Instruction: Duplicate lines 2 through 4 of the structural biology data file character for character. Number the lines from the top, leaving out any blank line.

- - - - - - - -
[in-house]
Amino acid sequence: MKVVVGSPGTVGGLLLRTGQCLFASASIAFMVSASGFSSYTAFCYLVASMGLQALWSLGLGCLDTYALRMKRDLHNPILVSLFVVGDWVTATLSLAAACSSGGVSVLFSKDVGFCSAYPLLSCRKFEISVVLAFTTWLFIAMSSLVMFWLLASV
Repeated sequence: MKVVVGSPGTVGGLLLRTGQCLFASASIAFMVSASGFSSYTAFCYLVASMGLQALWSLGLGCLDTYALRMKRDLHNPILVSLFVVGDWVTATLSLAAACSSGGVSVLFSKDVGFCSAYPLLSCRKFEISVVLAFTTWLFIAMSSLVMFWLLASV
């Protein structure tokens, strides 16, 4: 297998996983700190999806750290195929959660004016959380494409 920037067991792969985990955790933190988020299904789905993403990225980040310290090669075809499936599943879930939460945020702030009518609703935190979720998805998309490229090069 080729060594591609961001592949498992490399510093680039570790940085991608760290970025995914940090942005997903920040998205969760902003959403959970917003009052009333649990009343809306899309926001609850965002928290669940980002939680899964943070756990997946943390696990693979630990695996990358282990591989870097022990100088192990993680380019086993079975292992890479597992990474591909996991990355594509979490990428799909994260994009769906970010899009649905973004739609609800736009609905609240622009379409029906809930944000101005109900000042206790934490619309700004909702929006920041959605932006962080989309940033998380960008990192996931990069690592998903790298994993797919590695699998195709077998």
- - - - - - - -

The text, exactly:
Amino acid sequence: MKVVVGSPGTVGGLLLRTGQCLFASASIAFMVSASGFSSYTAFCYLVASMGLQALWSLGLGCLDTYALRMKRDLHNPILVSLFVVGDWVTATLSLAAACSSGGVSVLFSKDVGFCSAYPLLSCRKFEISVVLAFTTWLFIAMSSLVMFWLLASV
Repeated sequence: MKVVVGSPGTVGGLLLRTGQCLFASASIAFMVSASGFSSYTAFCYLVASMGLQALWSLGLGCLDTYALRMKRDLHNPILVSLFVVGDWVTATLSLAAACSSGGVSVLFSKDVGFCSAYPLLSCRKFEISVVLAFTTWLFIAMSSLVMFWLLASV
């Protein structure tokens, strides 16, 4: 297998996983700190999806750290195929959660004016959380494409 920037067991792969985990955790933190988020299904789905993403990225980040310290090669075809499936599943879930939460945020702030009518609703935190979720998805998309490229090069 080729060594591609961001592949498992490399510093680039570790940085991608760290970025995914940090942005997903920040998205969760902003959403959970917003009052009333649990009343809306899309926001609850965002928290669940980002939680899964943070756990997946943390696990693979630990695996990358282990591989870097022990100088192990993680380019086993079975292992890479597992990474591909996991990355594509979490990428799909994260994009769906970010899009649905973004739609609800736009609905609240622009379409029906809930944000101005109900000042206790934490619309700004909702929006920041959605932006962080989309940033998380960008990192996931990069690592998903790298994993797919590695699998195709077998």